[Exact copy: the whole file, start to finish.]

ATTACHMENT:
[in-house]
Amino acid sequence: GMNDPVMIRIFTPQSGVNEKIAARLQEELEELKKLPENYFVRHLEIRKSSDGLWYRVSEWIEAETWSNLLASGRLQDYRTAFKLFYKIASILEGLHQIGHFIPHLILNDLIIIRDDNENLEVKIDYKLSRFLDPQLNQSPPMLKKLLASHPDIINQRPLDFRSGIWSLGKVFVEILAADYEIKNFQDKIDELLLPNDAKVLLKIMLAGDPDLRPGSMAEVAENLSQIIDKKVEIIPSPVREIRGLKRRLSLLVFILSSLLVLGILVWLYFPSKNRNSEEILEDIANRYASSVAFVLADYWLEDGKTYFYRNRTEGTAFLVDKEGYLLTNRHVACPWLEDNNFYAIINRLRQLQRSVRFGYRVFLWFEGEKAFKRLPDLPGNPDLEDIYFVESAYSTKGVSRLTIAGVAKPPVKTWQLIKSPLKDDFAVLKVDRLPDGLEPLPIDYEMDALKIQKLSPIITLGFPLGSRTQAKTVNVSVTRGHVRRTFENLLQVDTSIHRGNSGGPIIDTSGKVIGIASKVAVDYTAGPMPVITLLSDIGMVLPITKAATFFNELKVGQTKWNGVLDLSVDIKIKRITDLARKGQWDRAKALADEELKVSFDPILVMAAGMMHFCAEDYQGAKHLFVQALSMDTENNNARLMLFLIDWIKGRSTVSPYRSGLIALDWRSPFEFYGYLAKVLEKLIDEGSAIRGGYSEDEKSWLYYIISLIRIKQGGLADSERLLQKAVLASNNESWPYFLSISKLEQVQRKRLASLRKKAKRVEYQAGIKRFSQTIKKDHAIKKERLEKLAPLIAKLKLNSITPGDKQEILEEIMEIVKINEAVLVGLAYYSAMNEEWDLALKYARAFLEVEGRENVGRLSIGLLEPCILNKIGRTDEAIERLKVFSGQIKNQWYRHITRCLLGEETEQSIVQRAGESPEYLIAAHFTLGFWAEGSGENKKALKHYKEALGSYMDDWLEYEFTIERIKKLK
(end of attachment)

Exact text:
[in-house]
Amino acid sequence: GMNDPVMIRIFTPQSGVNEKIAARLQEELEELKKLPENYFVRHLEIRKSSDGLWYRVSEWIEAETWSNLLASGRLQDYRTAFKLFYKIASILEGLHQIGHFIPHLILNDLIIIRDDNENLEVKIDYKLSRFLDPQLNQSPPMLKKLLASHPDIINQRPLDFRSGIWSLGKVFVEILAADYEIKNFQDKIDELLLPNDAKVLLKIMLAGDPDLRPGSMAEVAENLSQIIDKKVEIIPSPVREIRGLKRRLSLLVFILSSLLVLGILVWLYFPSKNRNSEEILEDIANRYASSVAFVLADYWLEDGKTYFYRNRTEGTAFLVDKEGYLLTNRHVACPWLEDNNFYAIINRLRQLQRSVRFGYRVFLWFEGEKAFKRLPDLPGNPDLEDIYFVESAYSTKGVSRLTIAGVAKPPVKTWQLIKSPLKDDFAVLKVDRLPDGLEPLPIDYEMDALKIQKLSPIITLGFPLGSRTQAKTVNVSVTRGHVRRTFENLLQVDTSIHRGNSGGPIIDTSGKVIGIASKVAVDYTAGPMPVITLLSDIGMVLPITKAATFFNELKVGQTKWNGVLDLSVDIKIKRITDLARKGQWDRAKALADEELKVSFDPILVMAAGMMHFCAEDYQGAKHLFVQALSMDTENNNARLMLFLIDWIKGRSTVSPYRSGLIALDWRSPFEFYGYLAKVLEKLIDEGSAIRGGYSEDEKSWLYYIISLIRIKQGGLADSERLLQKAVLASNNESWPYFLSISKLEQVQRKRLASLRKKAKRVEYQAGIKRFSQTIKKDHAIKKERLEKLAPLIAKLKLNSITPGDKQEILEEIMEIVKINEAVLVGLAYYSAMNEEWDLALKYARAFLEVEGRENVGRLSIGLLEPCILNKIGRTDEAIERLKVFSGQIKNQWYRHITRCLLGEETEQSIVQRAGESPEYLIAAHFTLGFWAEGSGENKKALKHYKEALGSYMDDWLEYEFTIERIKKLK